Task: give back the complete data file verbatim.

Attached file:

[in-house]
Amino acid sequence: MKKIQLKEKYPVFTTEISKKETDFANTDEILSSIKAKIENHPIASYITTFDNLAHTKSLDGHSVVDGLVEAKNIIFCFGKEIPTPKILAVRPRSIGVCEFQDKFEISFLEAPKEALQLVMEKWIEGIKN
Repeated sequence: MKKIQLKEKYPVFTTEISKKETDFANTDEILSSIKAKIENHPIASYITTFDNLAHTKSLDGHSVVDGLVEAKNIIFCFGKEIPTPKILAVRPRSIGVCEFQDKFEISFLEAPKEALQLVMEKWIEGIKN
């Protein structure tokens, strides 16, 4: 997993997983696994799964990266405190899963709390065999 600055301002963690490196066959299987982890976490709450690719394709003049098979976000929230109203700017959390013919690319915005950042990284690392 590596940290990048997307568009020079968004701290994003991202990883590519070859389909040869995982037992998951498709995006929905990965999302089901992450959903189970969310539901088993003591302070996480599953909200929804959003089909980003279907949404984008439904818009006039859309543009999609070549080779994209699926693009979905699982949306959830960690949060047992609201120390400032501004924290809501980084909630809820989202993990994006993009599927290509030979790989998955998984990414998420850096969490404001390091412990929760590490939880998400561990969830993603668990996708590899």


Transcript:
[in-house]
Amino acid sequence: MKKIQLKEKYPVFTTEISKKETDFANTDEILSSIKAKIENHPIASYITTFDNLAHTKSLDGHSVVDGLVEAKNIIFCFGKEIPTPKILAVRPRSIGVCEFQDKFEISFLEAPKEALQLVMEKWIEGIKN
Repeated sequence: MKKIQLKEKYPVFTTEISKKETDFANTDEILSSIKAKIENHPIASYITTFDNLAHTKSLDGHSVVDGLVEAKNIIFCFGKEIPTPKILAVRPRSIGVCEFQDKFEISFLEAPKEALQLVMEKWIEGIKN
């Protein structure tokens, strides 16, 4: 997993997983696994799964990266405190899963709390065999 600055301002963690490196066959299987982890976490709450690719394709003049098979976000929230109203700017959390013919690319915005950042990284690392 590596940290990048997307568009020079968004701290994003991202990883590519070859389909040869995982037992998951498709995006929905990965999302089901992450959903189970969310539901088993003591302070996480599953909200929804959003089909980003279907949404984008439904818009006039859309543009999609070549080779994209699926693009979905699982949306959830960690949060047992609201120390400032501004924290809501980084909630809820989202993990994006993009599927290509030979790989998955998984990414998420850096969490404001390091412990929760590490939880998400561990969830993603668990996708590899």